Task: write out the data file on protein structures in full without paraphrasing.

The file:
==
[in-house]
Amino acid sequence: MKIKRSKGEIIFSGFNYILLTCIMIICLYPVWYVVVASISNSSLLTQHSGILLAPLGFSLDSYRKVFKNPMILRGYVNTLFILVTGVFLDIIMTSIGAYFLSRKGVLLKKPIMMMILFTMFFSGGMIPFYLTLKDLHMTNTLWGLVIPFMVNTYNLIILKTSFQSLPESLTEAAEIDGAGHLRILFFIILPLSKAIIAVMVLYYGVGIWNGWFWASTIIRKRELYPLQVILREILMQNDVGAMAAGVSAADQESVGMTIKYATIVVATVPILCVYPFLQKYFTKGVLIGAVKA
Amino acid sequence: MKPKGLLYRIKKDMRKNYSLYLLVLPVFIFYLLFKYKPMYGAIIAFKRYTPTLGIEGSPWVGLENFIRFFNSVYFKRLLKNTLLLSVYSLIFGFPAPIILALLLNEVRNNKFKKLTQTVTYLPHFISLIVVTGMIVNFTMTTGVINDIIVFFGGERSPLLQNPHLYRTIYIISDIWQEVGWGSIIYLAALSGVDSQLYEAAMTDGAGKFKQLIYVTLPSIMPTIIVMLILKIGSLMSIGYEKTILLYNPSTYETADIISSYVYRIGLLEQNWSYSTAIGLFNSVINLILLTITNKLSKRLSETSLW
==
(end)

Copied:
[in-house]
Amino acid sequence: MKIKRSKGEIIFSGFNYILLTCIMIICLYPVWYVVVASISNSSLLTQHSGILLAPLGFSLDSYRKVFKNPMILRGYVNTLFILVTGVFLDIIMTSIGAYFLSRKGVLLKKPIMMMILFTMFFSGGMIPFYLTLKDLHMTNTLWGLVIPFMVNTYNLIILKTSFQSLPESLTEAAEIDGAGHLRILFFIILPLSKAIIAVMVLYYGVGIWNGWFWASTIIRKRELYPLQVILREILMQNDVGAMAAGVSAADQESVGMTIKYATIVVATVPILCVYPFLQKYFTKGVLIGAVKA
Amino acid sequence: MKPKGLLYRIKKDMRKNYSLYLLVLPVFIFYLLFKYKPMYGAIIAFKRYTPTLGIEGSPWVGLENFIRFFNSVYFKRLLKNTLLLSVYSLIFGFPAPIILALLLNEVRNNKFKKLTQTVTYLPHFISLIVVTGMIVNFTMTTGVINDIIVFFGGERSPLLQNPHLYRTIYIISDIWQEVGWGSIIYLAALSGVDSQLYEAAMTDGAGKFKQLIYVTLPSIMPTIIVMLILKIGSLMSIGYEKTILLYNPSTYETADIISSYVYRIGLLEQNWSYSTAIGLFNSVINLILLTITNKLSKRLSETSLW